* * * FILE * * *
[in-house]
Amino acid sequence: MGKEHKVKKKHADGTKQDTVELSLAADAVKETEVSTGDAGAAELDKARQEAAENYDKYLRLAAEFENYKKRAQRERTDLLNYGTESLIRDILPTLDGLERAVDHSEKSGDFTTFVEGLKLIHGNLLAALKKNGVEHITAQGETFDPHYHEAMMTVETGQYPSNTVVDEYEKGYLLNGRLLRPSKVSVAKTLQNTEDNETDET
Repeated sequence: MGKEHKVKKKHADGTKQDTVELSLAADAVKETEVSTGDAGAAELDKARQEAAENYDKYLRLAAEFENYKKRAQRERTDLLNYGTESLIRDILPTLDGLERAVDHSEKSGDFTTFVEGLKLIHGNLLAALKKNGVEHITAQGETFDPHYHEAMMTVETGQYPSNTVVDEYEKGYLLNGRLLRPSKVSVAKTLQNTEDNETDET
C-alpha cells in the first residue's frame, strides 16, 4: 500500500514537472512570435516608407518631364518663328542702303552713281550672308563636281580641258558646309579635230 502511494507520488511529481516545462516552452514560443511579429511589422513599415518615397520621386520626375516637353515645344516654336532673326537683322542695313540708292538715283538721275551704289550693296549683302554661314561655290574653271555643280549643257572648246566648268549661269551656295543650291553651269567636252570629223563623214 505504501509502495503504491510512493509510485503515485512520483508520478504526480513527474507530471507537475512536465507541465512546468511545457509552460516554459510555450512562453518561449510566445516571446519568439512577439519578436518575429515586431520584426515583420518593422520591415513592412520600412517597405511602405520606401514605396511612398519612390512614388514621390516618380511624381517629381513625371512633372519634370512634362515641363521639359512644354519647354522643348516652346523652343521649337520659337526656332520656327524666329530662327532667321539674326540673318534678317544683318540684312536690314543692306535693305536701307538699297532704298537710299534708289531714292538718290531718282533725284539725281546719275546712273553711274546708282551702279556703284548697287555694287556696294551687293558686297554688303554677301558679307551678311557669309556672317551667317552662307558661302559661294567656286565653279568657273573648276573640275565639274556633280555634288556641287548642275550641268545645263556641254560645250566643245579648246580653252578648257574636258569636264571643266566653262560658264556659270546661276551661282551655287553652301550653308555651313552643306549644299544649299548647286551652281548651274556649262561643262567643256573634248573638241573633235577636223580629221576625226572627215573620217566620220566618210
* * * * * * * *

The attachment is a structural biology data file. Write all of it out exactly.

[in-house]
Amino acid sequence: MGKEHKVKKKHADGTKQDTVELSLAADAVKETEVSTGDAGAAELDKARQEAAENYDKYLRLAAEFENYKKRAQRERTDLLNYGTESLIRDILPTLDGLERAVDHSEKSGDFTTFVEGLKLIHGNLLAALKKNGVEHITAQGETFDPHYHEAMMTVETGQYPSNTVVDEYEKGYLLNGRLLRPSKVSVAKTLQNTEDNETDET
Repeated sequence: MGKEHKVKKKHADGTKQDTVELSLAADAVKETEVSTGDAGAAELDKARQEAAENYDKYLRLAAEFENYKKRAQRERTDLLNYGTESLIRDILPTLDGLERAVDHSEKSGDFTTFVEGLKLIHGNLLAALKKNGVEHITAQGETFDPHYHEAMMTVETGQYPSNTVVDEYEKGYLLNGRLLRPSKVSVAKTLQNTEDNETDET
C-alpha cells in the first residue's frame, strides 16, 4: 500500500514537472512570435516608407518631364518663328542702303552713281550672308563636281580641258558646309579635230 502511494507520488511529481516545462516552452514560443511579429511589422513599415518615397520621386520626375516637353515645344516654336532673326537683322542695313540708292538715283538721275551704289550693296549683302554661314561655290574653271555643280549643257572648246566648268549661269551656295543650291553651269567636252570629223563623214 505504501509502495503504491510512493509510485503515485512520483508520478504526480513527474507530471507537475512536465507541465512546468511545457509552460516554459510555450512562453518561449510566445516571446519568439512577439519578436518575429515586431520584426515583420518593422520591415513592412520600412517597405511602405520606401514605396511612398519612390512614388514621390516618380511624381517629381513625371512633372519634370512634362515641363521639359512644354519647354522643348516652346523652343521649337520659337526656332520656327524666329530662327532667321539674326540673318534678317544683318540684312536690314543692306535693305536701307538699297532704298537710299534708289531714292538718290531718282533725284539725281546719275546712273553711274546708282551702279556703284548697287555694287556696294551687293558686297554688303554677301558679307551678311557669309556672317551667317552662307558661302559661294567656286565653279568657273573648276573640275565639274556633280555634288556641287548642275550641268545645263556641254560645250566643245579648246580653252578648257574636258569636264571643266566653262560658264556659270546661276551661282551655287553652301550653308555651313552643306549644299544649299548647286551652281548651274556649262561643262567643256573634248573638241573633235577636223580629221576625226572627215573620217566620220566618210